The Lab

  • A Lesson in Subtle Racism

       While carving a paintbrush today, some of the lettering for 100% Natural Bristle Made in China was left at the tip of what was the backside, leading me through a spincycle of thoughts. Somewhere between Titian and Manet's paintings with black servants in the background, homonyms (made - maid),
    idioms (Made/Maid in the Shade), and our current newsworthy racial divides, I began realizing I'd been unwittingly co-oped into a certain kind of subtle, submerged racism through the art I was taught to admire.

    It's easy enough to point fingers at an art history which well documents the visual pushing behind and away of non-western figures, which are left in the background to lurk, wait and sometimes fully disappear, like in Artemisia Gentileschi's painting, Esther after Ahasuerus. But to realize, outside of myself, my painting vocabulary is essentially Caucasian and Western, never having painted other races, though "exotics" and black slaves have always appeared in backgrounds of famous western works. This is the subtle racism that I was shocked to encounter within myself. It is in not paying attention to the many possibilities (Other) - that I have unconsciously, somewhat shockingly, been contributing to a certain perpetuation of a high frequency, under-the-radar-kind of white-washing.

    Something to be more conscious of as I move forward.

  • Super NoVa

    When things just don't fly (no va) and then somehow, strangely do. . . . Having my own issues with North Korea today in studio.

     

    Manipulating No Fly Zones.

  • Zaha Hadid on Perspective (context: museum exhibition design)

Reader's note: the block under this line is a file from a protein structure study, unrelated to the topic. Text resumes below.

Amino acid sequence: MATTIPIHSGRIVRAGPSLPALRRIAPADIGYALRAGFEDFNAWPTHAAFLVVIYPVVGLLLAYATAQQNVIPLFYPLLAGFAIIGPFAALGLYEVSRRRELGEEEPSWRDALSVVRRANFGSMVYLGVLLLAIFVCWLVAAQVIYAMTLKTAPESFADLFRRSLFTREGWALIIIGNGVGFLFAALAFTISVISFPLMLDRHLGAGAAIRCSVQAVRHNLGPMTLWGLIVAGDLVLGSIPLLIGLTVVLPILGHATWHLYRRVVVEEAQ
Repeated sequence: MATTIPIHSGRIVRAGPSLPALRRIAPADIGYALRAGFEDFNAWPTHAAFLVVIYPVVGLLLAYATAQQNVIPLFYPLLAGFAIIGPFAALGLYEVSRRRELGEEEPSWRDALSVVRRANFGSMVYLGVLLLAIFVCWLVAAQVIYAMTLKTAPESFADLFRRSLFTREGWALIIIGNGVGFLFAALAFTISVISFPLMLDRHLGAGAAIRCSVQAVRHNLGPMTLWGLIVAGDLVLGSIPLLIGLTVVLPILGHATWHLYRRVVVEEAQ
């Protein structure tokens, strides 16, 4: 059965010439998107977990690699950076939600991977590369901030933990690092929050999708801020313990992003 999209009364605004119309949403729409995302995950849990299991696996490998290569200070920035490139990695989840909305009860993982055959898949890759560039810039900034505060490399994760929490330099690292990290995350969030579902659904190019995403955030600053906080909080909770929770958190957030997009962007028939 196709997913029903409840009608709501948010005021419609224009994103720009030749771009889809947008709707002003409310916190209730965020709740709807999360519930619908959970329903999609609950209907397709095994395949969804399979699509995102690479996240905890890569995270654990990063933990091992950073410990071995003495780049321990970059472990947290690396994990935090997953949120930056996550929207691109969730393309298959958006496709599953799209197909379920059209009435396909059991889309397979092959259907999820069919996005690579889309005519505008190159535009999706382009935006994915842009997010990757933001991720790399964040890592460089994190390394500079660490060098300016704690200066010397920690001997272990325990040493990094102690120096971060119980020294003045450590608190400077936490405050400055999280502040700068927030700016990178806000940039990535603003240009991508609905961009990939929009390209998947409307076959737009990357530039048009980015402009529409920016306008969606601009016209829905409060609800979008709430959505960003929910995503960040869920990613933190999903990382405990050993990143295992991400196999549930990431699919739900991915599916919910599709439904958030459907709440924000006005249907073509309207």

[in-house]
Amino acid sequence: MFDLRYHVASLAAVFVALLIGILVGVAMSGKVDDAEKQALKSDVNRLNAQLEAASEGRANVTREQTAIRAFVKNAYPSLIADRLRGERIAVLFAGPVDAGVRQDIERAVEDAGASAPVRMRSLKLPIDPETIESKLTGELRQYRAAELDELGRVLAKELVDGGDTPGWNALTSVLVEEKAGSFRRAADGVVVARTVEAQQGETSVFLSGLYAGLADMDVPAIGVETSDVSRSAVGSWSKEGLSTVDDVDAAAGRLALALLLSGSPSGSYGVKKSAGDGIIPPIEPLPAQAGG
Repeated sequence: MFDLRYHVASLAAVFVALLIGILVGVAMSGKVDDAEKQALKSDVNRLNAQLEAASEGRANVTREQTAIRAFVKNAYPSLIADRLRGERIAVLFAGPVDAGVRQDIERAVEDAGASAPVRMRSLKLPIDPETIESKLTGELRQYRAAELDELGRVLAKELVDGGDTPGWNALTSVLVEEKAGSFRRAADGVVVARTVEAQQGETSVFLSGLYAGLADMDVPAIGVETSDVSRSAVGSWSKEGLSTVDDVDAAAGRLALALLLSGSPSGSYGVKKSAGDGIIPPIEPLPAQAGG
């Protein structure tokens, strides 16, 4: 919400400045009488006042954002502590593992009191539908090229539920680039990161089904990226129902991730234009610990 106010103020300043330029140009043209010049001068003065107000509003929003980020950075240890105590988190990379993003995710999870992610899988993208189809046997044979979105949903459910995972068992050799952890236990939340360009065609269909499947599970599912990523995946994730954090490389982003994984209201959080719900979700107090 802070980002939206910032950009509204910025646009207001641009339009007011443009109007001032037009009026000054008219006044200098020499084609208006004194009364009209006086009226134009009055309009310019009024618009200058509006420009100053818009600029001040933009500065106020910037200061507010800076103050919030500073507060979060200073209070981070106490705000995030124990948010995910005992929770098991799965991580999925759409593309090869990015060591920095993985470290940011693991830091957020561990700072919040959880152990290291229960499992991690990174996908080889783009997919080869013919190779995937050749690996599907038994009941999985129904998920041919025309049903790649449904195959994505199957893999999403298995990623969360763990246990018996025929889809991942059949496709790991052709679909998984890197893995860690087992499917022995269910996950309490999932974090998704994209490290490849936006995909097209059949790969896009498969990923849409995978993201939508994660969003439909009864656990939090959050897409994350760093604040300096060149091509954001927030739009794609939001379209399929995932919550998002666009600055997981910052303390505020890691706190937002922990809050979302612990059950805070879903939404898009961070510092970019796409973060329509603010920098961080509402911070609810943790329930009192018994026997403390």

So I'm a little late to the party, but better late than never to be more informed about my own work. 

    Working with a proverbial No Man’s Land.  Not attached to sense of belonging, borders. Working with resonant silences, pregnant pauses.
    Interested in a space of unofficial and informal architecture.
    A transformative synthesis that is at once BE-coming and UN-becoming.
    Work that explores notion of community, play, chance and exchange.

    . . . people took them to be pictorial or visual representations, but what it did was to challenge people's perception of how to present architecture, in what mode, but also how your eye travels on the wall, because there wasn't necessarily one point or corner view. This led to the idea that there isn't a singular view, there isn't a singular corner, there is a multiplicity of views. And it implied a kind of organic organization that is not a closed system. The most important thing for me is that these systems are no longer about completeness; they are incomplete compositions, and also no closed systems of organization. All of this has to do with porosity in organization; the idea of absolute space shifted to the idea of different adjacencies where you can see things more than once. I've always found this very interesting and intriguing because you can never see the same thing in the same way.

    ~Hans Ulrich Obrist interview with Zaha Hadid in August 2001

  • {Found} Sculptural Moments

    Came back into the kitchen to find this little happening: a small "fire under my ass" (seems the chair had fallen off the window sill)

  • Light Conversation

    a bit of light conversation before heading to studio this morning. . .

     

  • Roadside Attractions

    Fork in the Road

    Studio on the Street. Interesting how just parking in a different spot at studio can shake up your perspective.

    Ice Cream Fleurish